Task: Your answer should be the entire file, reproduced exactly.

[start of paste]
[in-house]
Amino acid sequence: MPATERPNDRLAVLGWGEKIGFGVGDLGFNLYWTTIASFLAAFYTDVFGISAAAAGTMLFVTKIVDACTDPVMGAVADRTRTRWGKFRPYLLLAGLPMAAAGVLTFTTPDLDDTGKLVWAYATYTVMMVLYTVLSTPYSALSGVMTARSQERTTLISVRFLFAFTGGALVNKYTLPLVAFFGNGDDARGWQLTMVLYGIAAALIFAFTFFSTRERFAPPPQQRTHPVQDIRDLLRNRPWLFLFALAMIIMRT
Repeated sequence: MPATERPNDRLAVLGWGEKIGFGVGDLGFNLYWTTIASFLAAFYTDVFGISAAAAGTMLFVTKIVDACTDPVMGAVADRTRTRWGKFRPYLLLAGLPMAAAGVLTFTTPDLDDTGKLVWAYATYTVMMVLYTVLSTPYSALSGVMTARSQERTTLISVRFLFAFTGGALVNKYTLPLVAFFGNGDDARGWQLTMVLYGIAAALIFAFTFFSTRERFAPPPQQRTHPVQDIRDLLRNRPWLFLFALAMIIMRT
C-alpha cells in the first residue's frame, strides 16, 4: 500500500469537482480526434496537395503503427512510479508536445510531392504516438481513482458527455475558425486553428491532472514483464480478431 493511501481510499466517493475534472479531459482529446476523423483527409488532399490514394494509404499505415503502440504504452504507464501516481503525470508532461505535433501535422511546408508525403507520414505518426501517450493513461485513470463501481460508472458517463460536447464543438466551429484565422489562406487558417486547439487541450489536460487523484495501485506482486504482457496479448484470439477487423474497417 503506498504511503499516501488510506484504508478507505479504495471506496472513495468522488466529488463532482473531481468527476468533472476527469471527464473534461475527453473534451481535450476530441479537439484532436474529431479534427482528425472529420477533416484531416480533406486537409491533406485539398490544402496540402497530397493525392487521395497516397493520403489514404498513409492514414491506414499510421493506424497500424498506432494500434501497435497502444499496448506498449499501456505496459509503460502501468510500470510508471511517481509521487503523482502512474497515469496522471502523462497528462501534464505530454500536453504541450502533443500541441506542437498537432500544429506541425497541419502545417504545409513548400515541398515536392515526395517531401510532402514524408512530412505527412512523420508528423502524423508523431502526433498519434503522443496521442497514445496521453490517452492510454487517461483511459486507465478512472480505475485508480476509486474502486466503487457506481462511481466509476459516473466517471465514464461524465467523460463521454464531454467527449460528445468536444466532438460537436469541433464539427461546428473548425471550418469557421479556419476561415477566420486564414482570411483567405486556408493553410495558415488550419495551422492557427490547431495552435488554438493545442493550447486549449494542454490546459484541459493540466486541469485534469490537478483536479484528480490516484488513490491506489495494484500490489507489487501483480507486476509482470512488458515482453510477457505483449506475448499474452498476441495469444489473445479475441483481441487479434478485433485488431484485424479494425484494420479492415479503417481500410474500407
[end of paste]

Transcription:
[in-house]
Amino acid sequence: MPATERPNDRLAVLGWGEKIGFGVGDLGFNLYWTTIASFLAAFYTDVFGISAAAAGTMLFVTKIVDACTDPVMGAVADRTRTRWGKFRPYLLLAGLPMAAAGVLTFTTPDLDDTGKLVWAYATYTVMMVLYTVLSTPYSALSGVMTARSQERTTLISVRFLFAFTGGALVNKYTLPLVAFFGNGDDARGWQLTMVLYGIAAALIFAFTFFSTRERFAPPPQQRTHPVQDIRDLLRNRPWLFLFALAMIIMRT
Repeated sequence: MPATERPNDRLAVLGWGEKIGFGVGDLGFNLYWTTIASFLAAFYTDVFGISAAAAGTMLFVTKIVDACTDPVMGAVADRTRTRWGKFRPYLLLAGLPMAAAGVLTFTTPDLDDTGKLVWAYATYTVMMVLYTVLSTPYSALSGVMTARSQERTTLISVRFLFAFTGGALVNKYTLPLVAFFGNGDDARGWQLTMVLYGIAAALIFAFTFFSTRERFAPPPQQRTHPVQDIRDLLRNRPWLFLFALAMIIMRT
C-alpha cells in the first residue's frame, strides 16, 4: 500500500469537482480526434496537395503503427512510479508536445510531392504516438481513482458527455475558425486553428491532472514483464480478431 493511501481510499466517493475534472479531459482529446476523423483527409488532399490514394494509404499505415503502440504504452504507464501516481503525470508532461505535433501535422511546408508525403507520414505518426501517450493513461485513470463501481460508472458517463460536447464543438466551429484565422489562406487558417486547439487541450489536460487523484495501485506482486504482457496479448484470439477487423474497417 503506498504511503499516501488510506484504508478507505479504495471506496472513495468522488466529488463532482473531481468527476468533472476527469471527464473534461475527453473534451481535450476530441479537439484532436474529431479534427482528425472529420477533416484531416480533406486537409491533406485539398490544402496540402497530397493525392487521395497516397493520403489514404498513409492514414491506414499510421493506424497500424498506432494500434501497435497502444499496448506498449499501456505496459509503460502501468510500470510508471511517481509521487503523482502512474497515469496522471502523462497528462501534464505530454500536453504541450502533443500541441506542437498537432500544429506541425497541419502545417504545409513548400515541398515536392515526395517531401510532402514524408512530412505527412512523420508528423502524423508523431502526433498519434503522443496521442497514445496521453490517452492510454487517461483511459486507465478512472480505475485508480476509486474502486466503487457506481462511481466509476459516473466517471465514464461524465467523460463521454464531454467527449460528445468536444466532438460537436469541433464539427461546428473548425471550418469557421479556419476561415477566420486564414482570411483567405486556408493553410495558415488550419495551422492557427490547431495552435488554438493545442493550447486549449494542454490546459484541459493540466486541469485534469490537478483536479484528480490516484488513490491506489495494484500490489507489487501483480507486476509482470512488458515482453510477457505483449506475448499474452498476441495469444489473445479475441483481441487479434478485433485488431484485424479494425484494420479492415479503417481500410474500407